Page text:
Democratic Attorney General Mark R. Herring won a second term on Tuesday, prevailing over a well-financed challenge from GOP newcomer John Adams as Virginia Democrats swept races in what many saw as a backlash against President Trump.

At a Democratic victory party at George Mason University in Fairfax County, Herring said Tuesday's results sent a message that will be heard around the world and "across the river by the man in the White House."

"We have rejected the politics of fear and division in favor of a commonwealth that strives for justice, equality and opportunity for all Virginians,” Herring said, adding that he's "just getting warmed up."

Adams, at a stunned GOP party at a Hilton hotel in the Short Pump area of Henrico County, thanked Republicans for giving a first-time candidate a chance to be the party nominee and congratulated Herring.

Herring raised $8.8 million for his re-election, according to the Virginia Public Access Project. Adams matched that, with most of his money coming from the Republican Attorneys General Association, which is funded by corporations and associations.

Both sides bombarded the other with negative TV and mail.

Herring campaigned on his efforts to eliminate a backlog in testing of rape kits, reducing sexual and domestic violence, fighting opioid addiction and support for gun control.

Adams, of Chesterfield County is a white-collar defense attorney at the firm McGuireWoods and a former federal prosecutor. He said Herring had been too political in office and he was especially critical of Herring for not defending the state’s ban on same-sex marriage, which has been overturned by the U.S. Supreme Court.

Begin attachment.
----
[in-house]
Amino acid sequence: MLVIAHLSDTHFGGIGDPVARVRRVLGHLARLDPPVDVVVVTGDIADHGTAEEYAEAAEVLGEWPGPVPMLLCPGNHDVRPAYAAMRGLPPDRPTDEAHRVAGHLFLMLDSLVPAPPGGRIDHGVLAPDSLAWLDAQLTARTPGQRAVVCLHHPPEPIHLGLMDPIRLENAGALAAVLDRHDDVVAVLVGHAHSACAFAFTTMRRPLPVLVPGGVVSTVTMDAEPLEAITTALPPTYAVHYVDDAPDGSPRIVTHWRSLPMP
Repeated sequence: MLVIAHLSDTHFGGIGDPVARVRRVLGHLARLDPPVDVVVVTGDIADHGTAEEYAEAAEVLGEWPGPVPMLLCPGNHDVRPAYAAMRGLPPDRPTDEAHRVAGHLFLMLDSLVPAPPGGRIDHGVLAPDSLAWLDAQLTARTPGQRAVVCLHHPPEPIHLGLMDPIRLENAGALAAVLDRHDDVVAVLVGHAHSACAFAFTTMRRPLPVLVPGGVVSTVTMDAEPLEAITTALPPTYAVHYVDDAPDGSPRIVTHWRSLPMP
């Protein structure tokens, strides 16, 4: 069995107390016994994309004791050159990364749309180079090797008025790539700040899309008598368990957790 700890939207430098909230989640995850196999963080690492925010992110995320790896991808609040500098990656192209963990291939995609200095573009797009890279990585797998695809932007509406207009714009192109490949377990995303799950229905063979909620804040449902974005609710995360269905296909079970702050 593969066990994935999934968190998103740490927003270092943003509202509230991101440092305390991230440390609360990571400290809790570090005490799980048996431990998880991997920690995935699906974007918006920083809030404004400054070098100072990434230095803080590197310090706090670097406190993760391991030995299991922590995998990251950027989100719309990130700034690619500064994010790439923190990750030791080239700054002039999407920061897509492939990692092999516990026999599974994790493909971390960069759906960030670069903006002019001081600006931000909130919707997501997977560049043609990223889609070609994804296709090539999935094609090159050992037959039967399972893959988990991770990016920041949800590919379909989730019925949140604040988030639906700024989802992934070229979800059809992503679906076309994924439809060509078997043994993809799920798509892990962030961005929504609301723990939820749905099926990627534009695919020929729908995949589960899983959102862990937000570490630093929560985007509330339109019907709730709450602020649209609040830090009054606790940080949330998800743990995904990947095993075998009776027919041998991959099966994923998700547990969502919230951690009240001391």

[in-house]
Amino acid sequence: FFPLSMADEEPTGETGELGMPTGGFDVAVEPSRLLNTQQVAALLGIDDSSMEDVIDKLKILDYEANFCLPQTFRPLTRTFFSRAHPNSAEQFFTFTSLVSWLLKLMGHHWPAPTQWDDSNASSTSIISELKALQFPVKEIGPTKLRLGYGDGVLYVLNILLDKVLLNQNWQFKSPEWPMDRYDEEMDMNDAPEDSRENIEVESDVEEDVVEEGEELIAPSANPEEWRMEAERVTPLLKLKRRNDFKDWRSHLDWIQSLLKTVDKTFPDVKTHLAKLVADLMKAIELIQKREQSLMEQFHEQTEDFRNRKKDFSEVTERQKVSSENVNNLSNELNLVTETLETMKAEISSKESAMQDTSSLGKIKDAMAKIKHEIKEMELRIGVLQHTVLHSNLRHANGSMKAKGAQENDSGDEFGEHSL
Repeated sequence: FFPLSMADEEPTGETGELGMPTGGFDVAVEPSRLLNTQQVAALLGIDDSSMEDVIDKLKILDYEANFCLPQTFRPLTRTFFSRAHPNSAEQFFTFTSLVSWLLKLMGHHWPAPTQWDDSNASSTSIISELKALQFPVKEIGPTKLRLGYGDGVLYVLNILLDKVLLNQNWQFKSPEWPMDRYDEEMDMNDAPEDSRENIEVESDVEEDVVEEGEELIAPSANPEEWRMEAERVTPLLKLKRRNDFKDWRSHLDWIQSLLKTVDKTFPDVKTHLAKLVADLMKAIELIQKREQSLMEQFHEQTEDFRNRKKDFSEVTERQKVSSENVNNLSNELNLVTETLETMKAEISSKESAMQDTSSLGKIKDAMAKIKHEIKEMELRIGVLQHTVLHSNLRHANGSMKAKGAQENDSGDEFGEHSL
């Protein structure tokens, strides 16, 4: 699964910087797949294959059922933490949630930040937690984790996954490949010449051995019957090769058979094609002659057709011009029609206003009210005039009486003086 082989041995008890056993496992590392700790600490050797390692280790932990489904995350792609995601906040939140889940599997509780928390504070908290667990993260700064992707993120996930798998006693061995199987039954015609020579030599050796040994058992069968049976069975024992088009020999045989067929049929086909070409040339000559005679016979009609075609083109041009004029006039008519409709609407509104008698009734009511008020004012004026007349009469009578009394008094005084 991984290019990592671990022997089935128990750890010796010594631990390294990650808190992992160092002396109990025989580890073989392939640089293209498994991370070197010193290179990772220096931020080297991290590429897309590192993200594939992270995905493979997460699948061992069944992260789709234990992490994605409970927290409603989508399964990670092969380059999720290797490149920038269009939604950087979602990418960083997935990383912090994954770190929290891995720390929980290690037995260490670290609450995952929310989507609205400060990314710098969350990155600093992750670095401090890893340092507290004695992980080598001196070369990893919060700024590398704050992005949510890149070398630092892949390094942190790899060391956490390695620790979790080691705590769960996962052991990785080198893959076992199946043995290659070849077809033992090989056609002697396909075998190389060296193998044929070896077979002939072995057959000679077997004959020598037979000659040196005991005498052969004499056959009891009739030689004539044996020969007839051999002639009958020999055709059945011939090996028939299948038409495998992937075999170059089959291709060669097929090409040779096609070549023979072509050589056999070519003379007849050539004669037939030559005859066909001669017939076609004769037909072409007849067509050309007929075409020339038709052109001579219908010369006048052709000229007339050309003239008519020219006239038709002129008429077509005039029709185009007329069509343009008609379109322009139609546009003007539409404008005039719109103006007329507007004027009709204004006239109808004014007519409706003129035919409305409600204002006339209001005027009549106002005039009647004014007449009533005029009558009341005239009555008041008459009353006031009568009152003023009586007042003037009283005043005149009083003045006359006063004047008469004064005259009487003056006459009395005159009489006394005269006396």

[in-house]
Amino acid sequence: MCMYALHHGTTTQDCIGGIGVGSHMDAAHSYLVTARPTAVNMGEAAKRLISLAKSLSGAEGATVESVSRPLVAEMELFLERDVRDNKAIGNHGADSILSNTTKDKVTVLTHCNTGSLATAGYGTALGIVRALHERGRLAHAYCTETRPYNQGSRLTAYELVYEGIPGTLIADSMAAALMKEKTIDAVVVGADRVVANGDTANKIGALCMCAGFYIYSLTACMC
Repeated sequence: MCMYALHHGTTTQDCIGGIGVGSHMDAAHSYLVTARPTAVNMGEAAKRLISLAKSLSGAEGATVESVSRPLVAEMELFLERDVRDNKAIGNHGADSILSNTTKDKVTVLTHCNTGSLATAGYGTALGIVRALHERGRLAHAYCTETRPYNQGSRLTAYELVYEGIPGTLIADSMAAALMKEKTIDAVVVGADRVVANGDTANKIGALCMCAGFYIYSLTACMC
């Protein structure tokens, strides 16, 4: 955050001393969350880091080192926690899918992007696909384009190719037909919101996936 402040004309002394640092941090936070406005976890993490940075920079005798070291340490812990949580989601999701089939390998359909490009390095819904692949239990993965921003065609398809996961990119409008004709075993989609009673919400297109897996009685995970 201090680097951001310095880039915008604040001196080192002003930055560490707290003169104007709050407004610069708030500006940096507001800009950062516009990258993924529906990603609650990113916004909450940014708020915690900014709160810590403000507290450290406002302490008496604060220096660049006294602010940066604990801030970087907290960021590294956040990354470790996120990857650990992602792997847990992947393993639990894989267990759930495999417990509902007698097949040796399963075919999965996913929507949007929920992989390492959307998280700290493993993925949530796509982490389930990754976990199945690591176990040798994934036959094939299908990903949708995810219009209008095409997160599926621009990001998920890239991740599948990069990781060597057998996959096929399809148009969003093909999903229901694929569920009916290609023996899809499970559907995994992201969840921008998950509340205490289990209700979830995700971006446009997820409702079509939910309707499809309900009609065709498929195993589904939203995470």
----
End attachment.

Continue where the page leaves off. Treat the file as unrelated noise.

Adams said he would defend any Virginia law, regardless of his personal beliefs. Herring has said there are rare instances in which an attorney general should not defend a law, and the same-sex marriage ban was one of them because it unconstitutionally denied people the right to marry. As a state senator, Herring opposed legal same-sex marriage.

Herring, born in Johnson City, Tenn., grew up in Loudoun County, where he was a lawyer and county supervisor before become a state senator and then attorney general.

Most modern Virginia attorneys general resign before their terms end to run for governor. Herring, faced with a potential primary race with fellow Democrat Ralph Northam - his deskmate in the state Senate - had been considered a possible candidate for governor this year. But opted to run for re-election as attorney general.

Herring's squeaker election over the GOP's Mark Obenshain in 2013 made him the first Democrat to hold the office since 1994. Herring, Northam and Lieutenant Governor candidate Justin Fairfax won in a sweep for Democrats on statewide races Tuesday.

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